Five Reasons to Stop Buying Your Gear From the Internet

More and more it seems everyone I know orders their kayak gear off the internet. It’s not just kayak gear. People buy everything online these days. I’m surprised to see that there are still stores that you can walk into. I’m not sure what they are for really. I don’t know how much longer it will be until there are no more stores and we just order everything from our computers. Who wants to go outside anyway?

Why should you buy your gear from your local kayak shop instead of ordering it online?

  1. The people who work in your local shop are part of your local river community. They paddle the same rivers you do. You might even paddle with them. By getting your gear from them you are keeping your friends employed.
  2. When you buy gear from your local shop you have a person to go back to if you have any problems. Let’s say you order a kayak from the internet and you need help setting up the outfitting. Is the internet going to help you?
  3. Kayaking is not just a sport. It’s a lifestyle. Hanging out in your local shop is a great way to get to know other paddlers in your area. When you’re looking for a new boat, paddle, or whatever else, talking to the other people in the store is a great way to get the scoop on what gear is working well for people and what gear people have not been so stoked on. Sure you can read reviews online but do you know who wrote them? If you talk to the staff and customers in a shop you can actually get to know a person and understand their personal experience which lends some context to the review they might give. Plus, you get the added bonus of talking face to face to a real live person. Remember when people used to do that?
  4. Kayak shops usually have info on upcoming events in the area. Just stopping in once in a while is an easy way to keep current on festivals, competitions, community gatherings, clean ups, etc. in your area.
  5. Try before you buy. Sure most companies have fit guides on their websites but I prefer to know something is going to fit before I buy it. Suppose you’re looking for a new drysuit. If you follow the size guide and order online you still run the risk of not quite having the right fit when your suit arrives. Then you have to send it back and wait even longer. Wouldn’t it be better to walk into the store, try the suit on and be able to wear it on the river the next day? What if you’re looking for a boat? Everyone wants to demo new kayaks before buying one. You can’t do that if you order your kayak from the internet. Sure you could demo from your local shop and then order online, but do you really want that on your karma next time you head out to the river?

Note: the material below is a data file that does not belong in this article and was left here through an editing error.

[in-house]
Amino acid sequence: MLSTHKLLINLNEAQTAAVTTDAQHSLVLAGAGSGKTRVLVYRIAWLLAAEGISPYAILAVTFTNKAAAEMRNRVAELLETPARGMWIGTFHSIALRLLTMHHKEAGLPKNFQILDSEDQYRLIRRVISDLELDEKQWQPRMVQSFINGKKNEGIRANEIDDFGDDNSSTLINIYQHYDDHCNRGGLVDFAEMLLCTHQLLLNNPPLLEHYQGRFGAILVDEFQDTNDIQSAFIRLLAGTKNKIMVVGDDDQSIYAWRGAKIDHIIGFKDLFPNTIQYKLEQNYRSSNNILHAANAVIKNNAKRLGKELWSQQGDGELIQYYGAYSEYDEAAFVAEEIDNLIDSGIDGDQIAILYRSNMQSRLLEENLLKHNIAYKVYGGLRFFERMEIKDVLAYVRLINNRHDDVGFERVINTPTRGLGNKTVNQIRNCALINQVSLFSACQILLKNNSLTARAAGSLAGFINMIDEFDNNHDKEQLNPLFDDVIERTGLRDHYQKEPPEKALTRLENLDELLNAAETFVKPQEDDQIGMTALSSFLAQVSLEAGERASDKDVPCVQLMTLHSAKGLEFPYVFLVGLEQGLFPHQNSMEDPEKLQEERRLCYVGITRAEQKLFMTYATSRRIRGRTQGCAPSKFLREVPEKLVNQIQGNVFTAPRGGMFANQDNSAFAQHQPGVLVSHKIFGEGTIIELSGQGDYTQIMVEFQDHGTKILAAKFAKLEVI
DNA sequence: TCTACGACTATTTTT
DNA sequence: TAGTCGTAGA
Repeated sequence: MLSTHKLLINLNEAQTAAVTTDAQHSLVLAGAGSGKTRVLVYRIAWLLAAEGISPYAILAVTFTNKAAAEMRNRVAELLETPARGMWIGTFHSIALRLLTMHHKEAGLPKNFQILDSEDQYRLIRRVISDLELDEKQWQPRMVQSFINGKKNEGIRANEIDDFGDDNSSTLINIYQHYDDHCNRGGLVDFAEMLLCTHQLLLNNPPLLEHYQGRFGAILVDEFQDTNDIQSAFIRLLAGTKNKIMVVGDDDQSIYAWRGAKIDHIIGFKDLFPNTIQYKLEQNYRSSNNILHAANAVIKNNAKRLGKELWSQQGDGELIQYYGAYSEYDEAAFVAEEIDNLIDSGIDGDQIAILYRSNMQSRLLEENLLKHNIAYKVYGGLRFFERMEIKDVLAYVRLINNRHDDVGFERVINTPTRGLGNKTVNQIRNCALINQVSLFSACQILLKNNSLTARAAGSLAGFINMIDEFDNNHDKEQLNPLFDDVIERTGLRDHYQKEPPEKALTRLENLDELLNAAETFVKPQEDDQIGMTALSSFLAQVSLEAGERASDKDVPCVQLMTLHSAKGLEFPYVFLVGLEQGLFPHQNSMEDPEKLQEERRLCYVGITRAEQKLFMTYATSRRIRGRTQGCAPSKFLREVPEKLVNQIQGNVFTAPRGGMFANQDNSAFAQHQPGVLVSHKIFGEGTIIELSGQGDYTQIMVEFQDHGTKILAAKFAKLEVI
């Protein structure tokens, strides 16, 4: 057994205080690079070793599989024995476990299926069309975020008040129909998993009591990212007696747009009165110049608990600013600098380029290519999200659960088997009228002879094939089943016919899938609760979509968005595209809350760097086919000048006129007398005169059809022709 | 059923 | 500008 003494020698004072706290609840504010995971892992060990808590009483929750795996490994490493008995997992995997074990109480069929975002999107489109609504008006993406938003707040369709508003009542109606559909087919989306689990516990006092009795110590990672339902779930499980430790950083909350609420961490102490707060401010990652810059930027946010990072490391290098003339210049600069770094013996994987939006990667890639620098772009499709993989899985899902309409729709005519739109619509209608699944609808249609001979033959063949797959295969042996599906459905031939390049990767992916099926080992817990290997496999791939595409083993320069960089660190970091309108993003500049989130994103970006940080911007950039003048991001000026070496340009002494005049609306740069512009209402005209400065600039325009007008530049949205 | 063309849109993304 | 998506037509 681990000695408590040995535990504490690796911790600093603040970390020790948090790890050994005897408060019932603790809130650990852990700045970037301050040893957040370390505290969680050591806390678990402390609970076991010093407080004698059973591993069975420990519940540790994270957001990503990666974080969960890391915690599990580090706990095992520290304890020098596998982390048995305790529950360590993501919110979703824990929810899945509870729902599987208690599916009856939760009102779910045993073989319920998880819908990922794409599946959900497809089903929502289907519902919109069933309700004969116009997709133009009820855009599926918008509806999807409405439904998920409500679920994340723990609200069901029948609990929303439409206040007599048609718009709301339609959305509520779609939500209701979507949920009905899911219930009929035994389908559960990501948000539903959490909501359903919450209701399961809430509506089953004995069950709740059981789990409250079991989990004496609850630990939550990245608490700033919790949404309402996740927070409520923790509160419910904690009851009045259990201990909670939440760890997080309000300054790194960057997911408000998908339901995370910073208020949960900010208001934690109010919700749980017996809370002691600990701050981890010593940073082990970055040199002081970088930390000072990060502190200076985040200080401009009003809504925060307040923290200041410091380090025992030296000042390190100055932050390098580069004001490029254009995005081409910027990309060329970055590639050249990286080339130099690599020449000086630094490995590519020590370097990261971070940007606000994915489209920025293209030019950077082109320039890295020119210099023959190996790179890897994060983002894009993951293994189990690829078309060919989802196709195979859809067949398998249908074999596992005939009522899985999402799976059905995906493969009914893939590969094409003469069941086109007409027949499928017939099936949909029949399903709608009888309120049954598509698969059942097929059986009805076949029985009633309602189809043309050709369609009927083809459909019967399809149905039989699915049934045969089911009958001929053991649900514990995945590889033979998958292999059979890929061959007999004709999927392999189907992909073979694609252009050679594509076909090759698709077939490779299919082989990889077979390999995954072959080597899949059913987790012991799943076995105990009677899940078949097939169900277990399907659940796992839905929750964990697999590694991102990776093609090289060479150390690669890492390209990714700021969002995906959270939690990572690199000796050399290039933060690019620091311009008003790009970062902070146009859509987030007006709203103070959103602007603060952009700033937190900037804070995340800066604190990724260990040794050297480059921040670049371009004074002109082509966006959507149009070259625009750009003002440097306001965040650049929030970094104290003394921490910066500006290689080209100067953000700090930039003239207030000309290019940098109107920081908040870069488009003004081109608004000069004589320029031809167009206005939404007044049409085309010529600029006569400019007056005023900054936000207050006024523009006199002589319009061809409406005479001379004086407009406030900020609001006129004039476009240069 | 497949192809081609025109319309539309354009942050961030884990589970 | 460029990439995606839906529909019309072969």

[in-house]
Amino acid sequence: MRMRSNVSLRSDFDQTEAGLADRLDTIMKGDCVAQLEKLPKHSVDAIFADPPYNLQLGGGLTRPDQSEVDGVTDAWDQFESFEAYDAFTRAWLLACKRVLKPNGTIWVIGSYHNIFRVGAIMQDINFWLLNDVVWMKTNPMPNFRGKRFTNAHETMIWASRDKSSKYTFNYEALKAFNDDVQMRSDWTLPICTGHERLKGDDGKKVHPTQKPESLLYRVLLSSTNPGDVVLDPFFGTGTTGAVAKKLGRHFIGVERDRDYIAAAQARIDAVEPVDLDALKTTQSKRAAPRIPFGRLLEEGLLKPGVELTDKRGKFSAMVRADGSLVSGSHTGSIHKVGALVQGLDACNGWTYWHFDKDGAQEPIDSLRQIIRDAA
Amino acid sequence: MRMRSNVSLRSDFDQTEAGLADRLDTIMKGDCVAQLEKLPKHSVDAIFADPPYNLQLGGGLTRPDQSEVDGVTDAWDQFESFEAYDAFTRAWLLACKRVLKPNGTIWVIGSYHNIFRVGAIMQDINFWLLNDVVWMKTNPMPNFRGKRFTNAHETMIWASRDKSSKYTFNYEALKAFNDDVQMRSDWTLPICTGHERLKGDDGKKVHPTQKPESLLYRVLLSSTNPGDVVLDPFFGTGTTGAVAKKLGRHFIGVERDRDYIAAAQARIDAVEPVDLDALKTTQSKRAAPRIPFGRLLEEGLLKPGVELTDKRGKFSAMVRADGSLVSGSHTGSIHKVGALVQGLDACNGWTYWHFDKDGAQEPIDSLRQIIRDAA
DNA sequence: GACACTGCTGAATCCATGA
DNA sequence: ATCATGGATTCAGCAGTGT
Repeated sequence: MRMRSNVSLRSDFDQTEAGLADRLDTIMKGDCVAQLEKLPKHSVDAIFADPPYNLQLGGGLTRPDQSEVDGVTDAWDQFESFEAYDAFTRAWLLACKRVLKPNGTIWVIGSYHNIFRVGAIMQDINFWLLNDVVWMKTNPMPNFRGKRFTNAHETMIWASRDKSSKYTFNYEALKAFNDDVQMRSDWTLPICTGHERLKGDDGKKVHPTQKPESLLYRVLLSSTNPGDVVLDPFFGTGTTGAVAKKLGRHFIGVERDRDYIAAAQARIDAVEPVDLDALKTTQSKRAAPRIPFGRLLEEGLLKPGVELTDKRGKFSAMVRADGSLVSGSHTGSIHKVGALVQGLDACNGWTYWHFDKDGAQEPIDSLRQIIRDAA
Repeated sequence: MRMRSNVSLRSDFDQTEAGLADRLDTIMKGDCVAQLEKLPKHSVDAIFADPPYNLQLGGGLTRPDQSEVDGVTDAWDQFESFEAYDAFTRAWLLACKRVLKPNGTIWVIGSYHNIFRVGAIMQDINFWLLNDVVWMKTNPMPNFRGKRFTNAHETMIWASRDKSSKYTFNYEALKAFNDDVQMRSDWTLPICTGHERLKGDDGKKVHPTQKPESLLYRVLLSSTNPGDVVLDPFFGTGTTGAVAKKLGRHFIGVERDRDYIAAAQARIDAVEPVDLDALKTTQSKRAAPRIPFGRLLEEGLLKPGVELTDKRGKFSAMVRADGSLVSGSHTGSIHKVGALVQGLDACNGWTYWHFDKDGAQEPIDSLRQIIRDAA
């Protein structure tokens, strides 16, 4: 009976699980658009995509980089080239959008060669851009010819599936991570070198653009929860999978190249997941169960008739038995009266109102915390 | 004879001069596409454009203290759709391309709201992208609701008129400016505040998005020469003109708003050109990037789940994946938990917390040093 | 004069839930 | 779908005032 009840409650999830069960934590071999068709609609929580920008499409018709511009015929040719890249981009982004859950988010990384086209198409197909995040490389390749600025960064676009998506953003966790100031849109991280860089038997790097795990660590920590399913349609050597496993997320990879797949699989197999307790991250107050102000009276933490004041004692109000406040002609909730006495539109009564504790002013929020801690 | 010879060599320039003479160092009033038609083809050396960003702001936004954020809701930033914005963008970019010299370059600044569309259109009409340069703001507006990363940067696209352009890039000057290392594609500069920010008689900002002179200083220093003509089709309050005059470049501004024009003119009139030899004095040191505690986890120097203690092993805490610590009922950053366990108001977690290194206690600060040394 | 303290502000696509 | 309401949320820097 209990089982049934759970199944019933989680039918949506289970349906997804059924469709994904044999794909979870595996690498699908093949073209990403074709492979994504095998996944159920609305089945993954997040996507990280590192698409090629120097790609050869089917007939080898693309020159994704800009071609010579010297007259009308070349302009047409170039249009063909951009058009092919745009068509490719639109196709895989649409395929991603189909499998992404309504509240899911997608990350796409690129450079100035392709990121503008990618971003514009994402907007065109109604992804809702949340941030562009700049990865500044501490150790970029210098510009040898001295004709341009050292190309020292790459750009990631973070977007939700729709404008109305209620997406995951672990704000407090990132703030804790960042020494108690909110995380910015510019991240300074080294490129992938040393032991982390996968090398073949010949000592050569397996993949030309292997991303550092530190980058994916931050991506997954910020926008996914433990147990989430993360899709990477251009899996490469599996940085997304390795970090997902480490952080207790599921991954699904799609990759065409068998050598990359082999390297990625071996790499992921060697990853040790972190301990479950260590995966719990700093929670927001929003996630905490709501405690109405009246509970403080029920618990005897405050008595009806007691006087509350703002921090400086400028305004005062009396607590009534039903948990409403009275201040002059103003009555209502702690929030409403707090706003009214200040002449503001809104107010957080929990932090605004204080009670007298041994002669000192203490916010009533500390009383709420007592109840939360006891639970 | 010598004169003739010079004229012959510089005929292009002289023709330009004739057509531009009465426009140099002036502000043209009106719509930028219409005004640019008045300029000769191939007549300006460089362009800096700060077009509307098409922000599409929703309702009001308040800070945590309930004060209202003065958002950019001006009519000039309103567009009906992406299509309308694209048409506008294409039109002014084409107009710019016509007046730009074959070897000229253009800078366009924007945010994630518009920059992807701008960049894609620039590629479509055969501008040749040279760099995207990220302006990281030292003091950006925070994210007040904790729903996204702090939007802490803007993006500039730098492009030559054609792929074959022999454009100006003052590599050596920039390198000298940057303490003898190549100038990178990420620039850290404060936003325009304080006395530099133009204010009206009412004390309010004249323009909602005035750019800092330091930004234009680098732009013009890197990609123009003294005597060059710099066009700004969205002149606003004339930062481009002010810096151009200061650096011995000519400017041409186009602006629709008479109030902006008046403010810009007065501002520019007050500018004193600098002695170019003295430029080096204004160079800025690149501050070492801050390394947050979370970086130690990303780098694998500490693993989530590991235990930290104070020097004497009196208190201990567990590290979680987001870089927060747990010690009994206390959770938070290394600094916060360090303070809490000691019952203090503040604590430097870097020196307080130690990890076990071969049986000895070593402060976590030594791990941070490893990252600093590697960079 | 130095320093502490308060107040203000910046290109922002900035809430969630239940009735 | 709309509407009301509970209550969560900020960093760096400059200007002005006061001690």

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4 Responses to Five Reasons to Stop Buying Your Gear From the Internet

  1. Ricky says:

    I live in the East bay and rarely paddle the SFA. I’ve bought a fair amount of gear the the River Store, at least 2 boats, a skirt, and some other stuff but it’s just not often that I get there. CCK in Oakland is the closest kayak shop but it’s not exactly conveniently located either.

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    • Pete says:

      I can understand the troubles of not being that close to a shop. Until recently I lived in Reno and had to drive to Coloma to go to a kayak shop. Unless you’re having a real gear emergency, I think it’s worth it to make the trip and support the little guys. Plus if you are coming all the way up to Coloma to pick up some gear then you may as well paddle while you’re here so you kinda get two birds with one stone. 😉

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  2. Paul Redd says:

    Yes, but……. These reasons are only valid if the local store actually has drysuits to try on, the boat to demo, the outfitting supplies and expertise in-store. It’s a two way street. If you end up just ordering blind through the store and waiting, instead of the internet…..

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    • Pete says:

      You’re absolutely right. There does have to participation on both ends. However, it’s harder for the store. They have to pay for everything they bring into inventory and they assume all the risk. I used to be an independent dealer for Mac Tools. I would go around to mechanic shops on a weekly basis and sell tools. A big part of what I did was provide warranty service to the mechanics if they had any trouble with their stuff. There was a Toyota shop in town that I didn’t stop at but after a few of the techs there got in touch with me and asked me to start coming to their store I figured out a way to fit it into my schedule. When I started coming to the store nobody would talk to me. They all said that Mac Tools wouldn’t stick around and the last guy stopped showing up so they weren’t going to buy from me because they didn’t believe I would keep showing up. I did keep showing up like clockwork for months but they never began trusting me. Once a week I spent an hour of day and my fuel to come to their shop but never once sold a single dollar worth of product. From their perspective they didn’t want to support someone who they thought wouldn’t be around down the road. From my perspective, it is costing me money to get to this place where I am not doing any business at all. I’m losing money every time I go there. Eventually some other place wanted me to make time in my schedule for them and I dropped Toyota. I’ve seen the same kind of thing in kayaking. The more we buy as much as we can from out local shop, the better that shop will do and the more inventory they will be able to have in stock. As we support them the likely hood that they have what we want on the shelf when we want it will increase.

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